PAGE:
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I’m alive! And I can still do derivatives! *December 6, 2006*

*Posted by eric22222 in General, Math, Personal Favorites.*

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Okay, because I’m going to have to tell people about a hundred times today, I decided to post about last night’s accident here:

David and Zach called me saying they needed a jump start. I drove down to Sonic and hooked up David’s car. Once he was able to start it, we disconnected the cables. David drove out of the parking lot and coasted into the parking lot next door. We hooked it up again, and David drove once around the parking lot. This time, we let the battery charge for about fifteen minutes. David drove off, and I followed close behind. Things were looking up. We hit mostly green lights. There was one we had to stop at, but the car kept running. It was the *second* light where things went downhill (figuratively. It was literally uphill). David’s car started jerking, and slowed to a stop in the middle of the road. I pulled up next to them and hooked the jumper cables back up. I turned my hazard lights on and let the battery charge. I was sitting in my car, Zach was holding David’s hood up (it didn’t stay up on its own), and David was there, too. I was watching the traffic merge over from my rear view mirror.

Then I saw it: the car that didn’t change lanes. I had a solid five seconds to contemplate the situation. I considered jumping out of the car, but decided on pushing my brakes in and holding on tight. I think I heard someone yell “Dobbs!” but I can’t be sure. I felt a quick jolt, and skidded about ten feet. Everyone was ok afterwards, but my car didn’t really survive. So… I’m getting to carpool home for Christmas.

Now let’s move on to the mathematical computations:

The weight of an SUV (Toyota Highlander) is 3784 lbs, which means a mass of 1716.393 kg, and my sedan (Chevy Malibu) ha(s/d) a weight of 3297 lbs, or a mass of1495.494 kg. The speed limit was 45 mph, or 20.1168 meters per second.

The initial momentum of the system was 1716.393 kg * 20.1168 = 34528.3347 kg*m/s.

This was an inelastic collision, that is, the cars stuck together after impact, leaving the new mass of the system as 1495.494 kg + 1716.393 kg = 3211.887 kg. After impact, the velocity of the system would be 34528.3347 kg*m/s / 3211.887 kg = 10.750 m/s (24 mph) due to the conservation of momentum. This was a near immediate change in velocity, which means a tremendous amount of force.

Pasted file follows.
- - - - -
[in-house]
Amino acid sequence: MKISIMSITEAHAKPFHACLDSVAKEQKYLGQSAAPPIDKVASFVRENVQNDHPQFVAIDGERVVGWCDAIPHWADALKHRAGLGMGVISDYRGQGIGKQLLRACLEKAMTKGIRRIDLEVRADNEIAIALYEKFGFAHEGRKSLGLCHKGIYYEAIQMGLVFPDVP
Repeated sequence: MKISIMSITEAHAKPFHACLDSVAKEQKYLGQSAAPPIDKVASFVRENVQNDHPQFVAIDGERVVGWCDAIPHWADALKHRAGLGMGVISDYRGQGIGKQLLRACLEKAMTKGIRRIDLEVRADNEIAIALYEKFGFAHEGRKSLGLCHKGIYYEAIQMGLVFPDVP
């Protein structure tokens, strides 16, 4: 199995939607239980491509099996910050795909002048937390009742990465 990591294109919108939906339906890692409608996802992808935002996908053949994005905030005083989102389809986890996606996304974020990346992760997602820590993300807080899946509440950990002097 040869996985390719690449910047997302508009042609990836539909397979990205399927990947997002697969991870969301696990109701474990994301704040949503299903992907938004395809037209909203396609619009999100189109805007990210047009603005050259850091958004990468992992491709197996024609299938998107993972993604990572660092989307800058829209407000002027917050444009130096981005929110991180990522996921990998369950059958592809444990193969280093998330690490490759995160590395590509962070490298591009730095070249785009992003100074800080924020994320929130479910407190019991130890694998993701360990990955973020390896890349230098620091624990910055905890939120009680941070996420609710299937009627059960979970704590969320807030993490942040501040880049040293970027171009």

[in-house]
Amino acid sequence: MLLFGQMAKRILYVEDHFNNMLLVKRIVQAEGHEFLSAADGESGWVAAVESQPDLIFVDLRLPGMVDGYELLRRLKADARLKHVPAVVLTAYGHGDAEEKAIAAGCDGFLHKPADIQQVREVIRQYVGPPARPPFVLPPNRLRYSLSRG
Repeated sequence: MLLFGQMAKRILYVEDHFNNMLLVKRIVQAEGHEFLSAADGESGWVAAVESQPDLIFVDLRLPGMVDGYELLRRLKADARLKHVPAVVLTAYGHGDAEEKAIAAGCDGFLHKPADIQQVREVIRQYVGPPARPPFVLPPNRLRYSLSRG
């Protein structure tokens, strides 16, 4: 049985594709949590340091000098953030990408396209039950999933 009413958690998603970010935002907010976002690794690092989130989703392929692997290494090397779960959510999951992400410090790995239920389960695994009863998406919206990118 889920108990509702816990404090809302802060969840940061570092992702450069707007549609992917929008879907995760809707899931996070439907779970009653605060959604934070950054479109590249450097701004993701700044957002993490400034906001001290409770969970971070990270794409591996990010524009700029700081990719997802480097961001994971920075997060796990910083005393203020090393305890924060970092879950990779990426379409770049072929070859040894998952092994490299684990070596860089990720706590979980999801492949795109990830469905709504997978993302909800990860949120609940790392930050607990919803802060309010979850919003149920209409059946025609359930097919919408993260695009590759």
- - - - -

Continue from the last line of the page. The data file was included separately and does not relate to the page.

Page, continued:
My car skidded about 15 feet, which is 4.572 meters. At the time f (final) and i (initial), v(f) = 0, v(i) = 10.75, x(f) = 4.572, and x(i) = 0. Change in x = initial velocity * change in time + 1/2 * acceleration * change in time squared.

After some figuring, I’ve found that the acceleration is 12.638 m/s/s. That’s compared to a 9.80 m/s/s from gravity. This means I underwent 1.290 times the acceleration of gravity. My brakes therefore applied a force of 12.638 m/s/s * 3211.887 kg = 40592 Newtons of force to the road. This was over a distance of 4.572 meters, meaning a total work of 185585 joules of energy. The power is work over time, so 218064 watts of power.

Errors:

- Some energy would be lost due to heat and sound on impact and during the stop.
- These calculations neglect air resistance.
- This also assumes the other driver didn’t stop, but that may be true as there were no skid marks from her car.

So, for the summary:

- Mass of my car: 1495.494 kg
- Mass of her car: 1716.393 kg
- My original velocity: 0 m/s
- Her original velocity: 20.1168 m/s
- Momentum of system: 34528.3347 kg*m/s
- Combined mass: 3211.887 kg
- Velocity after impact: 10.750 m/s
- Time of skidding: 0.851 s
- Displacement: 4.572 m
- Acceleration: 12.638 m/s/s
- Force: 40592 N
- Work: 185585 J
- Power: 218064 W

Where is the drawn-out diagram? I want to see the drawn-out diagram! Anyway, I’m glad that you are okay. If you weren’t then who else would go to my blog and check the cool video I posted? =D

You really are a genious, you know that? I’m glad you are alive and I’m sorry about your car. That does stink. I won’t be bringing my car with me because more often than not I think I’d be needing the jumpstart if I did. Are you coming back Home with AnCharlene? Just wanted to know. I’ll be up there in January so be ready for me!

Glad you’re okay, but as a distant observer I find the way you described the situation somewhat comical, particularly your acknowledgment of air-resistance-related discrepancies in your calculations.

Then again I got rear-ended a few years back, at rest facing downhill in a GMC Jimmy, where our partner in collision was going about 45MPH in a packed car with the sun in her face. I found it kinda funny how her car crumbled.

Yeah, I was going for comedy here. I find it easier to handle situations like this if I can laugh at them.